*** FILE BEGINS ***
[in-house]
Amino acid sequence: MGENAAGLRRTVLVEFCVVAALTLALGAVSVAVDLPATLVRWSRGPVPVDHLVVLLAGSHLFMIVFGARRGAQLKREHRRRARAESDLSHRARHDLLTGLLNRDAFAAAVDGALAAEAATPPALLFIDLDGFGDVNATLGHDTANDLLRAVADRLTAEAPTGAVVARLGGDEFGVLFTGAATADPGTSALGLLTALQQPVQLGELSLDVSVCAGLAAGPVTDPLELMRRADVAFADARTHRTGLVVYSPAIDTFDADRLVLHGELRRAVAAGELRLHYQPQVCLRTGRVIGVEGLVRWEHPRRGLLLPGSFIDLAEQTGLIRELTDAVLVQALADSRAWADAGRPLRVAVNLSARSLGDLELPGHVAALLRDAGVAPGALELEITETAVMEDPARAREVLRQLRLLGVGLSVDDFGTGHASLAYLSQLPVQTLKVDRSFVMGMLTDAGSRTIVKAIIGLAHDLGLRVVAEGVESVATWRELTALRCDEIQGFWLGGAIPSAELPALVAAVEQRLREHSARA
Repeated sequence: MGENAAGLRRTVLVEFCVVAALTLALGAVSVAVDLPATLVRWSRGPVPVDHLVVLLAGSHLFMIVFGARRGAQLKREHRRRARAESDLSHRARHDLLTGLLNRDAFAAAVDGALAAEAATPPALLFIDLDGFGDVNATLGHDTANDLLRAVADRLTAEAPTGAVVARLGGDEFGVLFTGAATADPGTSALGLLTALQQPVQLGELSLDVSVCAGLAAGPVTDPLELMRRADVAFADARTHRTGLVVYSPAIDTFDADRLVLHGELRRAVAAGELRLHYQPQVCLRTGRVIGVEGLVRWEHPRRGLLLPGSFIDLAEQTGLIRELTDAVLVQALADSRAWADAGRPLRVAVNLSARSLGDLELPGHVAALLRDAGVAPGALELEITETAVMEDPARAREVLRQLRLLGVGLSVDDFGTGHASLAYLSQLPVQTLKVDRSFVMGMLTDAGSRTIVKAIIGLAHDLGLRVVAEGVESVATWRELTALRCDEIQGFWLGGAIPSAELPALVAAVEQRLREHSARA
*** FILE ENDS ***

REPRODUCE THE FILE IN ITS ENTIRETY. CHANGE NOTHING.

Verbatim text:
[in-house]
Amino acid sequence: MGENAAGLRRTVLVEFCVVAALTLALGAVSVAVDLPATLVRWSRGPVPVDHLVVLLAGSHLFMIVFGARRGAQLKREHRRRARAESDLSHRARHDLLTGLLNRDAFAAAVDGALAAEAATPPALLFIDLDGFGDVNATLGHDTANDLLRAVADRLTAEAPTGAVVARLGGDEFGVLFTGAATADPGTSALGLLTALQQPVQLGELSLDVSVCAGLAAGPVTDPLELMRRADVAFADARTHRTGLVVYSPAIDTFDADRLVLHGELRRAVAAGELRLHYQPQVCLRTGRVIGVEGLVRWEHPRRGLLLPGSFIDLAEQTGLIRELTDAVLVQALADSRAWADAGRPLRVAVNLSARSLGDLELPGHVAALLRDAGVAPGALELEITETAVMEDPARAREVLRQLRLLGVGLSVDDFGTGHASLAYLSQLPVQTLKVDRSFVMGMLTDAGSRTIVKAIIGLAHDLGLRVVAEGVESVATWRELTALRCDEIQGFWLGGAIPSAELPALVAAVEQRLREHSARA
Repeated sequence: MGENAAGLRRTVLVEFCVVAALTLALGAVSVAVDLPATLVRWSRGPVPVDHLVVLLAGSHLFMIVFGARRGAQLKREHRRRARAESDLSHRARHDLLTGLLNRDAFAAAVDGALAAEAATPPALLFIDLDGFGDVNATLGHDTANDLLRAVADRLTAEAPTGAVVARLGGDEFGVLFTGAATADPGTSALGLLTALQQPVQLGELSLDVSVCAGLAAGPVTDPLELMRRADVAFADARTHRTGLVVYSPAIDTFDADRLVLHGELRRAVAAGELRLHYQPQVCLRTGRVIGVEGLVRWEHPRRGLLLPGSFIDLAEQTGLIRELTDAVLVQALADSRAWADAGRPLRVAVNLSARSLGDLELPGHVAALLRDAGVAPGALELEITETAVMEDPARAREVLRQLRLLGVGLSVDDFGTGHASLAYLSQLPVQTLKVDRSFVMGMLTDAGSRTIVKAIIGLAHDLGLRVVAEGVESVATWRELTALRCDEIQGFWLGGAIPSAELPALVAAVEQRLREHSARA